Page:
So, you may be in a central position, able to move in several directions. How do you capitalize on this? The first piece of advice is do not jump at anything that moves. If you entered physics out of interest, you may place a premium on jobs that offer new challenges, demand creativity, or that allow you to indulge your curiosity. Be aware. There are many jobs that require highly technical skills but that do not offer much variety or demand creativity. The information you gather about jobs should focus on these qualities. There are jobs outside of physics that will suit you well but the task of finding them will fall to you. Unlike fields like Engineering or Computer science, they will not all appear in standard lists.
Educating the employer will be just as important. Many people in the general population do not know what a physicist does (or can do). A large fraction of human resources managers are indistinguishable from the public in this respect. In many cases they will not even pick up your physics resume unless “physics” is specifically cited in the job description sent to them through company channels. You can work at two levels to change the odds in your favor. First try to educate the manager who files the request for a position with Human Resources. Arrange informational interviews and use this opportunity to gauge this persons knowledge about the physics major. If the opportunity arises you can educate your interviewer about the physics degree. Do not actively sell yourself during this interview. You will violate a trust if you market your self strongly in this setting, but it is perfectly fair to try to influence what kind of positions are requested from Human Resources. The second line of attack is the Human Resources people themselves. Try to arrange a personal meeting with them. Describe your capabilities and jobs you believe you are qualified for.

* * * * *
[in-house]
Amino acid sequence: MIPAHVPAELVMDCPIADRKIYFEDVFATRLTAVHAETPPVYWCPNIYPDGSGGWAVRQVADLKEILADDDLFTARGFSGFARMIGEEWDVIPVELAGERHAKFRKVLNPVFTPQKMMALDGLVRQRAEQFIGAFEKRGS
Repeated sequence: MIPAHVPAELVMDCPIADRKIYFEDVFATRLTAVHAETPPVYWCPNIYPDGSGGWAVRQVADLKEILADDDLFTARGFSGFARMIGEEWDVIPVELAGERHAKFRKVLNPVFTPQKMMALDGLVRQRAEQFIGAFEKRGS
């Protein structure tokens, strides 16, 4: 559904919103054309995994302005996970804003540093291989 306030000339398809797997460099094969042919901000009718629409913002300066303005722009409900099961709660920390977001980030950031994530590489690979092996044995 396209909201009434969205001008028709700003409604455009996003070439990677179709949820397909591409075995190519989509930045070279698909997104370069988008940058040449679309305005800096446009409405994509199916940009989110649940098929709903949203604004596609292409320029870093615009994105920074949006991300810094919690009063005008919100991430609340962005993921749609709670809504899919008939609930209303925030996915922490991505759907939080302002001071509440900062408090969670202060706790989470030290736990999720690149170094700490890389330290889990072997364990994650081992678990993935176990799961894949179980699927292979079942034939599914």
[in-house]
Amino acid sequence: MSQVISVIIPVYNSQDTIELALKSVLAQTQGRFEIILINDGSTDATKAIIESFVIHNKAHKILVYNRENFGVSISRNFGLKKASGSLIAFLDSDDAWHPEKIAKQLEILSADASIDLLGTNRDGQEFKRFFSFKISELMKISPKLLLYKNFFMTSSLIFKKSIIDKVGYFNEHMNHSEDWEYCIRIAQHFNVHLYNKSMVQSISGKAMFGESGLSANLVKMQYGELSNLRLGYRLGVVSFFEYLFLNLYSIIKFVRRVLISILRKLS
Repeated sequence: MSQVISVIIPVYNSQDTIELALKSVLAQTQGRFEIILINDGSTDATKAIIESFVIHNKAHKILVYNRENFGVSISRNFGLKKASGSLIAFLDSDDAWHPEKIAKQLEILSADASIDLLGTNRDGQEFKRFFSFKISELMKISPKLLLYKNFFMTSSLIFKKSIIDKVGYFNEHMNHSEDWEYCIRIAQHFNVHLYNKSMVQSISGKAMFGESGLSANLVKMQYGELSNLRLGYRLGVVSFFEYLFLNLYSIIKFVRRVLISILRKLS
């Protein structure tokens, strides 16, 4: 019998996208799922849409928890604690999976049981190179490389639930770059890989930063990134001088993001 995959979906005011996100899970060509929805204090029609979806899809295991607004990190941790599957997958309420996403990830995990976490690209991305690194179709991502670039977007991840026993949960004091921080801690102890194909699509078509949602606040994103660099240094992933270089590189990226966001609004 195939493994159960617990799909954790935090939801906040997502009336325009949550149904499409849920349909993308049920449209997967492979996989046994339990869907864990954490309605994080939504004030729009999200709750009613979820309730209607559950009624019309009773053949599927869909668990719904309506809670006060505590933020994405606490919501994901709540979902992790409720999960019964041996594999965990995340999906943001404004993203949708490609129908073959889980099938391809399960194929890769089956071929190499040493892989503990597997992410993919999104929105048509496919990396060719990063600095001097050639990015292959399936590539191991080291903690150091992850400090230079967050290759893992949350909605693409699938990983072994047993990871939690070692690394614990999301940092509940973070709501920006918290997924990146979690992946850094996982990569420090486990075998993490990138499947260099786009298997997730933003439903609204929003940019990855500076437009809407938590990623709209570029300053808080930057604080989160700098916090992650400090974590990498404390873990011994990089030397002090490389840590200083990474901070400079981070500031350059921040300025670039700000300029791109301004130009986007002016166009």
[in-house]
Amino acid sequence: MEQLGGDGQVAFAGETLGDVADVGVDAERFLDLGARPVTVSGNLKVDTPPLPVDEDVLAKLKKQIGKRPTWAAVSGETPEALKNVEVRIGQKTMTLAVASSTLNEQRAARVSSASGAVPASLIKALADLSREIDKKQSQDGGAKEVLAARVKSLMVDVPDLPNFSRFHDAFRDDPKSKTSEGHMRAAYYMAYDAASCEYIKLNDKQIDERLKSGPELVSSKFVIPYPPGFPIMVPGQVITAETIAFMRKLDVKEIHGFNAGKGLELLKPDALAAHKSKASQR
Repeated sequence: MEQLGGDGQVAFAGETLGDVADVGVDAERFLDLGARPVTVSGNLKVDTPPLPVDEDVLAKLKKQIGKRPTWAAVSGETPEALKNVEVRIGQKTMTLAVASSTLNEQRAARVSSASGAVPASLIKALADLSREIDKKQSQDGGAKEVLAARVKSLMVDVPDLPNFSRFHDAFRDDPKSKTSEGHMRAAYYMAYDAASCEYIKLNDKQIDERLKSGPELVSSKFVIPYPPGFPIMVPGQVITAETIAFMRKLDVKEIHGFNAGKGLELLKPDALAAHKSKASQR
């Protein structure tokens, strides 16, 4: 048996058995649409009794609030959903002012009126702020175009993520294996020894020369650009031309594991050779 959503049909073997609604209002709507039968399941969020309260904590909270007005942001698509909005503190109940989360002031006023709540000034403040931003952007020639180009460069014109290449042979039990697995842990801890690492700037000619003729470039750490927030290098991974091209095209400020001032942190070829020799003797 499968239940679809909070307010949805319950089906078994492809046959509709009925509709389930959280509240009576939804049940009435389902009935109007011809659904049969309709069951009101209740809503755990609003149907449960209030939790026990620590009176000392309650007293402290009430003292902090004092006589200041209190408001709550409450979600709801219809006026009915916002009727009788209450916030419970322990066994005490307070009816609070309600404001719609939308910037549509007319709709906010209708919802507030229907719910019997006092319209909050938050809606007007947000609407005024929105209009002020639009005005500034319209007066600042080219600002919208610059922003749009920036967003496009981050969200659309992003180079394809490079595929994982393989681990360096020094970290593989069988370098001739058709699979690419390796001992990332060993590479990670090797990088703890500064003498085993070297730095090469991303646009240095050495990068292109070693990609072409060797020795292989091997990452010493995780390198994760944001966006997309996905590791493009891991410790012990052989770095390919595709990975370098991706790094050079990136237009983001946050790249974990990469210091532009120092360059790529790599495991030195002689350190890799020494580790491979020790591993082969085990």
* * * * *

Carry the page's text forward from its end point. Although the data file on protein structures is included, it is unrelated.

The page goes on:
The main avenues that lead to employment in physics are contacts developed through your instructors and employers, and by attending Job fairs. The good news is that many of the larger corporations are well informed about the physics degree and actively recruit physics majors both at job fairs and through their Human Resources offices.
The Job Market; Choosing a Field.
In parallel with the activities described above, you must choose a field for your first career. This is a process that will stretch over several years and (probably) be revised several times along the way. You need to find out what is possible by talking to faculty and using resources like this page, and you need to experience physics and mathematics in your courses to see how they suit you.
Your first step is to find out what physicists do, as discussed on the career choice page. But you also want to find out what the market is like. There are two parts to this question:
Reviewing the Jobs Available at the Sonoma site. and
Reviewing statistics on recent graduates. See for example AIP.
What About Careers in Related Fields?
At the AIP and NAS home pages you can link to fields related to physics. You can get information from the research interests page that is usually part of the physics department an any university.
Advising Resources at BC
BC has a Career Resource Center and the science division has a full-time science adviser. Together with your physics instructors these resources should form your primary source for evaluating your choices and gathering information.
Last Updated February 11, 2018